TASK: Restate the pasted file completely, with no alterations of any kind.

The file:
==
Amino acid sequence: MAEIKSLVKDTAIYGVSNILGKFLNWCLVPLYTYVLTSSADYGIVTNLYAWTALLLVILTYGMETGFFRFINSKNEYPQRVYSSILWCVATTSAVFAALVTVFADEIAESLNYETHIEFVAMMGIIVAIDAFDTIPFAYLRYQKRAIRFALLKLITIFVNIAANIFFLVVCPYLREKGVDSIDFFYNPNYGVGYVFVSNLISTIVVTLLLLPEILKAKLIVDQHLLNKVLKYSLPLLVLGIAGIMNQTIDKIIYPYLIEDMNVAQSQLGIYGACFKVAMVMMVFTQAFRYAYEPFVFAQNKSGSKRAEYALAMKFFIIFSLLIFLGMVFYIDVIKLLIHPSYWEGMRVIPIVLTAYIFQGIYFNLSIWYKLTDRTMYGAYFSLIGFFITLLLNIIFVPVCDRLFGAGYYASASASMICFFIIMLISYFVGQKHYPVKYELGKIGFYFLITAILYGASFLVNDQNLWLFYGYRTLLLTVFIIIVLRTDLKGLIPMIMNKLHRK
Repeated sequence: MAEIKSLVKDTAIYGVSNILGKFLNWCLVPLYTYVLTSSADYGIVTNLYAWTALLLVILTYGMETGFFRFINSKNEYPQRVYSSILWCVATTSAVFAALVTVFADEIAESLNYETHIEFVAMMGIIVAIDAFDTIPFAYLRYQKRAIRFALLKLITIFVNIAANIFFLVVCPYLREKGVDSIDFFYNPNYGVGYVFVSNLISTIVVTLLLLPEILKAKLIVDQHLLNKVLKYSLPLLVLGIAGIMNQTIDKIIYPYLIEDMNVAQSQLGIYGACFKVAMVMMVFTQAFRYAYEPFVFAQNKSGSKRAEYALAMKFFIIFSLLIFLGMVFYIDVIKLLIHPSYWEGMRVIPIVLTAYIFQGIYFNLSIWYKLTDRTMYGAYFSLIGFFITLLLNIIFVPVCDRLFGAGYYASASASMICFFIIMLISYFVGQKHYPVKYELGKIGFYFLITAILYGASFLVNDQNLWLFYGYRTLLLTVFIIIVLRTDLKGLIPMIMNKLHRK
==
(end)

Amino acid sequence: MAEIKSLVKDTAIYGVSNILGKFLNWCLVPLYTYVLTSSADYGIVTNLYAWTALLLVILTYGMETGFFRFINSKNEYPQRVYSSILWCVATTSAVFAALVTVFADEIAESLNYETHIEFVAMMGIIVAIDAFDTIPFAYLRYQKRAIRFALLKLITIFVNIAANIFFLVVCPYLREKGVDSIDFFYNPNYGVGYVFVSNLISTIVVTLLLLPEILKAKLIVDQHLLNKVLKYSLPLLVLGIAGIMNQTIDKIIYPYLIEDMNVAQSQLGIYGACFKVAMVMMVFTQAFRYAYEPFVFAQNKSGSKRAEYALAMKFFIIFSLLIFLGMVFYIDVIKLLIHPSYWEGMRVIPIVLTAYIFQGIYFNLSIWYKLTDRTMYGAYFSLIGFFITLLLNIIFVPVCDRLFGAGYYASASASMICFFIIMLISYFVGQKHYPVKYELGKIGFYFLITAILYGASFLVNDQNLWLFYGYRTLLLTVFIIIVLRTDLKGLIPMIMNKLHRK
Repeated sequence: MAEIKSLVKDTAIYGVSNILGKFLNWCLVPLYTYVLTSSADYGIVTNLYAWTALLLVILTYGMETGFFRFINSKNEYPQRVYSSILWCVATTSAVFAALVTVFADEIAESLNYETHIEFVAMMGIIVAIDAFDTIPFAYLRYQKRAIRFALLKLITIFVNIAANIFFLVVCPYLREKGVDSIDFFYNPNYGVGYVFVSNLISTIVVTLLLLPEILKAKLIVDQHLLNKVLKYSLPLLVLGIAGIMNQTIDKIIYPYLIEDMNVAQSQLGIYGACFKVAMVMMVFTQAFRYAYEPFVFAQNKSGSKRAEYALAMKFFIIFSLLIFLGMVFYIDVIKLLIHPSYWEGMRVIPIVLTAYIFQGIYFNLSIWYKLTDRTMYGAYFSLIGFFITLLLNIIFVPVCDRLFGAGYYASASASMICFFIIMLISYFVGQKHYPVKYELGKIGFYFLITAILYGASFLVNDQNLWLFYGYRTLLLTVFIIIVLRTDLKGLIPMIMNKLHRK